The Ice Cracks for Frozen Flow: Comprehending the Irony of Development through Metaphor of Water
Authors: Bhumika Sharma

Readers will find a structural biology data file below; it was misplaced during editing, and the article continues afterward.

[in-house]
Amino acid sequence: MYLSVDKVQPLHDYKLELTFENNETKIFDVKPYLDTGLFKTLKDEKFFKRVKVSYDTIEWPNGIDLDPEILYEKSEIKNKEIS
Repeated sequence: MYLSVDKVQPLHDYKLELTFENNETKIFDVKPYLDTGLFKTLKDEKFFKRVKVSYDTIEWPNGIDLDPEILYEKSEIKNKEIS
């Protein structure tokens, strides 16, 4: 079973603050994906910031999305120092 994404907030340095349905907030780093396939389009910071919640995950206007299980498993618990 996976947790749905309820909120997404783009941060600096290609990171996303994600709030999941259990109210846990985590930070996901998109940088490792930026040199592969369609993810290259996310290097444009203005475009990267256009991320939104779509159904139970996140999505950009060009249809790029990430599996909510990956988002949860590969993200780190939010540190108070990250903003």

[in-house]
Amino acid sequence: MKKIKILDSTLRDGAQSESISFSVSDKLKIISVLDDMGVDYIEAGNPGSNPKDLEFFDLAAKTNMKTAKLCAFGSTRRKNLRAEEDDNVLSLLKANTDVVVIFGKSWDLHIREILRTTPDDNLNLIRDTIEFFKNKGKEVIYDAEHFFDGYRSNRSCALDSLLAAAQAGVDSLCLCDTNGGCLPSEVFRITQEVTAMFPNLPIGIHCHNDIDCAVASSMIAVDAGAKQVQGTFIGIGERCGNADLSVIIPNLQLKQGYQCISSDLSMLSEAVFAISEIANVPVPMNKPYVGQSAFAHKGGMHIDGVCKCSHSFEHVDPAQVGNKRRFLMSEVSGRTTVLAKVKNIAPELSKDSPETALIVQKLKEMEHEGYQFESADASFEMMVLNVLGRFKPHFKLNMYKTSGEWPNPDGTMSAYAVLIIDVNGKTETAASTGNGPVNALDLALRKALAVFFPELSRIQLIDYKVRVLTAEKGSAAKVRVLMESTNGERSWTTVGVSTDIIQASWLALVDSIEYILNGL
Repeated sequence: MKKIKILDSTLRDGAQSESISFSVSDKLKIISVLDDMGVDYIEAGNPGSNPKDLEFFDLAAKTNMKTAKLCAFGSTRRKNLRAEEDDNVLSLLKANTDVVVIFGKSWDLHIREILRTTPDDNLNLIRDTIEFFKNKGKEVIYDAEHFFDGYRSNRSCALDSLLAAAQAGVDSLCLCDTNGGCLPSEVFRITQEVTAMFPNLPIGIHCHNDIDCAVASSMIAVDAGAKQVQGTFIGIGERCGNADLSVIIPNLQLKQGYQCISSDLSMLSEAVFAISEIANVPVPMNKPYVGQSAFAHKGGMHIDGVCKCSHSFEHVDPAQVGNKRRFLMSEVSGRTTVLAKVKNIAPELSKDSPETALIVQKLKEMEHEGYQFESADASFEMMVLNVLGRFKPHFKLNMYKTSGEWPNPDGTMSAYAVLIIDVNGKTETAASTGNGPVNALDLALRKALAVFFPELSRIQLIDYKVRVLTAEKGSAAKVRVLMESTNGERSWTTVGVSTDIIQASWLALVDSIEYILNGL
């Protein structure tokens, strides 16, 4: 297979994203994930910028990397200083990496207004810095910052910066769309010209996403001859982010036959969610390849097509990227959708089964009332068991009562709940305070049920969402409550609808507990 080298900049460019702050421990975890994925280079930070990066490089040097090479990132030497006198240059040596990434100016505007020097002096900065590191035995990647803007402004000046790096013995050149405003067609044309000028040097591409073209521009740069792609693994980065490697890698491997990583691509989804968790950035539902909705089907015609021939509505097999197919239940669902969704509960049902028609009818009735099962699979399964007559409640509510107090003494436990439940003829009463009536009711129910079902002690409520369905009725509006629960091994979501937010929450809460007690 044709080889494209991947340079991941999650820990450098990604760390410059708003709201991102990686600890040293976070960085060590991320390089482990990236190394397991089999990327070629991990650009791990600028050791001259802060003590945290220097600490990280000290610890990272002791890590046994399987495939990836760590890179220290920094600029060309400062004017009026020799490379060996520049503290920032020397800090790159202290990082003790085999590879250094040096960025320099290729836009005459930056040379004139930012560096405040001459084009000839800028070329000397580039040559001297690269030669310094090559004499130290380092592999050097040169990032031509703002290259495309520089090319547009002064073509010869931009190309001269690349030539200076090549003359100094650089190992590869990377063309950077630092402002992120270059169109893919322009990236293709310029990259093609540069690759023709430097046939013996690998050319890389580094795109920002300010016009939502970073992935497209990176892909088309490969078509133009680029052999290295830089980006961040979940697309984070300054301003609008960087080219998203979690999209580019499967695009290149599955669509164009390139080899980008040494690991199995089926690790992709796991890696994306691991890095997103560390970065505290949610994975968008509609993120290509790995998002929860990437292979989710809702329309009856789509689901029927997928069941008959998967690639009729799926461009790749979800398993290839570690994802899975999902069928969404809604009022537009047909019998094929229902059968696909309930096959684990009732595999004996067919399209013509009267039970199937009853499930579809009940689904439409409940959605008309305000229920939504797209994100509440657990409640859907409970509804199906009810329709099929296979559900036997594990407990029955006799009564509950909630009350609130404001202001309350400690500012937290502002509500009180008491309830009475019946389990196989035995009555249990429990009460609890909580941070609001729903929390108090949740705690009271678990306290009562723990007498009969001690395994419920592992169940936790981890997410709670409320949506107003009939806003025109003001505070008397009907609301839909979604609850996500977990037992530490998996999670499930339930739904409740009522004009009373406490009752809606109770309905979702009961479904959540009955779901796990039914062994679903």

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Water, one of the five elements, runs through the course of evolution as life line. Conceived as the source of origin, sustenance and annihilation, it is believed to be the crux of existence. Whether scientific or mythical, it serves as the foundation of cyclical nature of life that begins with Ice Age and ends in great Deluge. Water, being chiefly conceived as the life giving fluid, is mainly associated with the flow that designates existence. But interestingly, the flow of water does not remain restricted to single form or shape. Through its adaptability, malleability and transforming flamboyance, it narrates the beauty, splendour, exoticism, functionality, and dynamism inherent in nature. In literary and cultural discourses water emerges as a chief motif to communicate concrete as well as abstract realities of life. Envisaged in myriad forms such as haze, mist, fog, frost, ice, vapour, and so on it appears in various semblances and disguise to whisper some message in human ears. Its dripping sound echoes the essence of being. Creating a wondrous spectrum of variability, it extends from tiny dew drops to vast oceans. In fact, the metaphor of water serves one of the foundational artistic imagery of visualising life. Present paper studies how water is projected in our literary and cultural discourses to comprehend various experiential truths of human civilisation. It probes into the mystery of incredulous development of humankind that amazes with its incredible achievements. Human civilisation may boast of its consistent progress over the years, but literary delineations in the metaphorical renderings of water question how far do we agree with the progressive march of humankind. What are the ironies that constitute the dilemma of human rationality and the development of a civilisation across cultures?